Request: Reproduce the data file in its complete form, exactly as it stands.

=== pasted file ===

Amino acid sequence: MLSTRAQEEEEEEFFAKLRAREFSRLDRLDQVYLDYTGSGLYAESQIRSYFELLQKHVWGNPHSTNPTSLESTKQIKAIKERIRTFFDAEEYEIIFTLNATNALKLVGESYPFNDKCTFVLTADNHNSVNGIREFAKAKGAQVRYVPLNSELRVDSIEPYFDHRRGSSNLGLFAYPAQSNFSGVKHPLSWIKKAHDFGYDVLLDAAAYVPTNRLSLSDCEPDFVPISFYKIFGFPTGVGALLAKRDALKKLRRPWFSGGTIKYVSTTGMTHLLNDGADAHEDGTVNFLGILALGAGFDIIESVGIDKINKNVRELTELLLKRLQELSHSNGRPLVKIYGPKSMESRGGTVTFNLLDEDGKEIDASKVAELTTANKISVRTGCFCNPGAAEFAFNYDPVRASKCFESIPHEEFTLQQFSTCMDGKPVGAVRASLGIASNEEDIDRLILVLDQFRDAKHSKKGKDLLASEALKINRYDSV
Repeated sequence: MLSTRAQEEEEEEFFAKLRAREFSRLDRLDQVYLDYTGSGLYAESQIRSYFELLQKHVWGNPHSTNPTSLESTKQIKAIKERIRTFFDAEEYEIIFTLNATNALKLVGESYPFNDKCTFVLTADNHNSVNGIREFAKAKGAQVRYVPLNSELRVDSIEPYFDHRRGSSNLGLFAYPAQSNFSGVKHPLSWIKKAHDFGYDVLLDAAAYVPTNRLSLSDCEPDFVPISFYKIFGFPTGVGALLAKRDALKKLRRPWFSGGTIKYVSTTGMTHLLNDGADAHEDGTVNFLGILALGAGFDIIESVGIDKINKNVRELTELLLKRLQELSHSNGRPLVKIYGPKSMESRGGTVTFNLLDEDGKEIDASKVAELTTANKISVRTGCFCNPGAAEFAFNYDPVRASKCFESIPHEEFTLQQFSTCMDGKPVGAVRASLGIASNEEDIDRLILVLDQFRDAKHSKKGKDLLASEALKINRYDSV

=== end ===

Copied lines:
Amino acid sequence: MLSTRAQEEEEEEFFAKLRAREFSRLDRLDQVYLDYTGSGLYAESQIRSYFELLQKHVWGNPHSTNPTSLESTKQIKAIKERIRTFFDAEEYEIIFTLNATNALKLVGESYPFNDKCTFVLTADNHNSVNGIREFAKAKGAQVRYVPLNSELRVDSIEPYFDHRRGSSNLGLFAYPAQSNFSGVKHPLSWIKKAHDFGYDVLLDAAAYVPTNRLSLSDCEPDFVPISFYKIFGFPTGVGALLAKRDALKKLRRPWFSGGTIKYVSTTGMTHLLNDGADAHEDGTVNFLGILALGAGFDIIESVGIDKINKNVRELTELLLKRLQELSHSNGRPLVKIYGPKSMESRGGTVTFNLLDEDGKEIDASKVAELTTANKISVRTGCFCNPGAAEFAFNYDPVRASKCFESIPHEEFTLQQFSTCMDGKPVGAVRASLGIASNEEDIDRLILVLDQFRDAKHSKKGKDLLASEALKINRYDSV
Repeated sequence: MLSTRAQEEEEEEFFAKLRAREFSRLDRLDQVYLDYTGSGLYAESQIRSYFELLQKHVWGNPHSTNPTSLESTKQIKAIKERIRTFFDAEEYEIIFTLNATNALKLVGESYPFNDKCTFVLTADNHNSVNGIREFAKAKGAQVRYVPLNSELRVDSIEPYFDHRRGSSNLGLFAYPAQSNFSGVKHPLSWIKKAHDFGYDVLLDAAAYVPTNRLSLSDCEPDFVPISFYKIFGFPTGVGALLAKRDALKKLRRPWFSGGTIKYVSTTGMTHLLNDGADAHEDGTVNFLGILALGAGFDIIESVGIDKINKNVRELTELLLKRLQELSHSNGRPLVKIYGPKSMESRGGTVTFNLLDEDGKEIDASKVAELTTANKISVRTGCFCNPGAAEFAFNYDPVRASKCFESIPHEEFTLQQFSTCMDGKPVGAVRASLGIASNEEDIDRLILVLDQFRDAKHSKKGKDLLASEALKINRYDSV